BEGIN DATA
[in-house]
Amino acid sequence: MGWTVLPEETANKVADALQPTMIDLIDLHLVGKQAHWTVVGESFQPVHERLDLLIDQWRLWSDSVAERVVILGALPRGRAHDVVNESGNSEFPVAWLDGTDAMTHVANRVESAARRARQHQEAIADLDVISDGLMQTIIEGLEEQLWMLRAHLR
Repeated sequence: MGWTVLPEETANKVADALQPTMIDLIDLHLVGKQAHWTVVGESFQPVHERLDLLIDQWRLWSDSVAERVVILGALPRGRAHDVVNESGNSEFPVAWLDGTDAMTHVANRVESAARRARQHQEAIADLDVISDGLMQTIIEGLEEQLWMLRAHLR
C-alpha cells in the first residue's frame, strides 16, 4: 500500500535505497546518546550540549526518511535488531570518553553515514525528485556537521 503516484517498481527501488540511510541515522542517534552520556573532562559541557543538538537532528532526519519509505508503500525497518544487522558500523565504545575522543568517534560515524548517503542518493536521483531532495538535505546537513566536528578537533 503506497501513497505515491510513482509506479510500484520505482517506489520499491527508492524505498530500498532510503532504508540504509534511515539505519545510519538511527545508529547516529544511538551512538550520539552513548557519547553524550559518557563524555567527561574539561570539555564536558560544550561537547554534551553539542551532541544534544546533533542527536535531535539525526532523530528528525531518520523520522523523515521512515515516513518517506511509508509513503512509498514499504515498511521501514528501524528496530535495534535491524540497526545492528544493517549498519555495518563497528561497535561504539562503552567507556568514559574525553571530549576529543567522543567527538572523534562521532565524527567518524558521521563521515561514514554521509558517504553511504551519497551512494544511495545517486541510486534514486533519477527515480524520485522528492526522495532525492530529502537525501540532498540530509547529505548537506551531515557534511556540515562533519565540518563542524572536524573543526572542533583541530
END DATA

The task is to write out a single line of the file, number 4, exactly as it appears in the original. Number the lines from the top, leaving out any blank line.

C-alpha cells in the first residue's frame, strides 16, 4: 500500500535505497546518546550540549526518511535488531570518553553515514525528485556537521 503516484517498481527501488540511510541515522542517534552520556573532562559541557543538538537532528532526519519509505508503500525497518544487522558500523565504545575522543568517534560515524548517503542518493536521483531532495538535505546537513566536528578537533 503506497501513497505515491510513482509506479510500484520505482517506489520499491527508492524505498530500498532510503532504508540504509534511515539505519545510519538511527545508529547516529544511538551512538550520539552513548557519547553524550559518557563524555567527561574539561570539555564536558560544550561537547554534551553539542551532541544534544546533533542527536535531535539525526532523530528528525531518520523520522523523515521512515515516513518517506511509508509513503512509498514499504515498511521501514528501524528496530535495534535491524540497526545492528544493517549498519555495518563497528561497535561504539562503552567507556568514559574525553571530549576529543567522543567527538572523534562521532565524527567518524558521521563521515561514514554521509558517504553511504551519497551512494544511495545517486541510486534514486533519477527515480524520485522528492526522495532525492530529502537525501540532498540530509547529505548537506551531515557534511556540515562533519565540518563542524572536524573543526572542533583541530